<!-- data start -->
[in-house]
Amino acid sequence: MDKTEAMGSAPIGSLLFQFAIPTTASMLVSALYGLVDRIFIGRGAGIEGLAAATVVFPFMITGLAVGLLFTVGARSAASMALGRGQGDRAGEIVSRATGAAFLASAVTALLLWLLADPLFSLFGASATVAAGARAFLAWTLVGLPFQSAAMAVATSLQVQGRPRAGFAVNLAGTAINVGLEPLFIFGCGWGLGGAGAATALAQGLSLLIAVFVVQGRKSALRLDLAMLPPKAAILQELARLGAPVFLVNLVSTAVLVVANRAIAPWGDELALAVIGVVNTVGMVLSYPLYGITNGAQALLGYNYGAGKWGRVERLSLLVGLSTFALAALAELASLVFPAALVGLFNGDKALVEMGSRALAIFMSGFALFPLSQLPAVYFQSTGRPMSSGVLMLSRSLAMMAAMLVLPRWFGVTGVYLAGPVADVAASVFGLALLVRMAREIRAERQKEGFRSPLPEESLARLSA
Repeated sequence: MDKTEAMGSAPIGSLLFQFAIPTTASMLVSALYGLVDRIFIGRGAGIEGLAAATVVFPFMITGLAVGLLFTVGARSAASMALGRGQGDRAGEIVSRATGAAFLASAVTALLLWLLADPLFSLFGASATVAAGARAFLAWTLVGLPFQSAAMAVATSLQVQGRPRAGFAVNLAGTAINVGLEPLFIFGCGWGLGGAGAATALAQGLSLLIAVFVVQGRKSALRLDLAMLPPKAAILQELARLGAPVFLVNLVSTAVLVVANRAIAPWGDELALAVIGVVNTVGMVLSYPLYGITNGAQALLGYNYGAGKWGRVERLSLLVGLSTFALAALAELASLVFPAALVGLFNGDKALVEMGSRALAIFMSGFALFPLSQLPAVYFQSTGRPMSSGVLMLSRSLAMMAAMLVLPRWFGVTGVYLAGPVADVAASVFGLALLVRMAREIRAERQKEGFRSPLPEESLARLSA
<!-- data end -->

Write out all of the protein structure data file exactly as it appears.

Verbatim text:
[in-house]
Amino acid sequence: MDKTEAMGSAPIGSLLFQFAIPTTASMLVSALYGLVDRIFIGRGAGIEGLAAATVVFPFMITGLAVGLLFTVGARSAASMALGRGQGDRAGEIVSRATGAAFLASAVTALLLWLLADPLFSLFGASATVAAGARAFLAWTLVGLPFQSAAMAVATSLQVQGRPRAGFAVNLAGTAINVGLEPLFIFGCGWGLGGAGAATALAQGLSLLIAVFVVQGRKSALRLDLAMLPPKAAILQELARLGAPVFLVNLVSTAVLVVANRAIAPWGDELALAVIGVVNTVGMVLSYPLYGITNGAQALLGYNYGAGKWGRVERLSLLVGLSTFALAALAELASLVFPAALVGLFNGDKALVEMGSRALAIFMSGFALFPLSQLPAVYFQSTGRPMSSGVLMLSRSLAMMAAMLVLPRWFGVTGVYLAGPVADVAASVFGLALLVRMAREIRAERQKEGFRSPLPEESLARLSA
Repeated sequence: MDKTEAMGSAPIGSLLFQFAIPTTASMLVSALYGLVDRIFIGRGAGIEGLAAATVVFPFMITGLAVGLLFTVGARSAASMALGRGQGDRAGEIVSRATGAAFLASAVTALLLWLLADPLFSLFGASATVAAGARAFLAWTLVGLPFQSAAMAVATSLQVQGRPRAGFAVNLAGTAINVGLEPLFIFGCGWGLGGAGAATALAQGLSLLIAVFVVQGRKSALRLDLAMLPPKAAILQELARLGAPVFLVNLVSTAVLVVANRAIAPWGDELALAVIGVVNTVGMVLSYPLYGITNGAQALLGYNYGAGKWGRVERLSLLVGLSTFALAALAELASLVFPAALVGLFNGDKALVEMGSRALAIFMSGFALFPLSQLPAVYFQSTGRPMSSGVLMLSRSLAMMAAMLVLPRWFGVTGVYLAGPVADVAASVFGLALLVRMAREIRAERQKEGFRSPLPEESLARLSA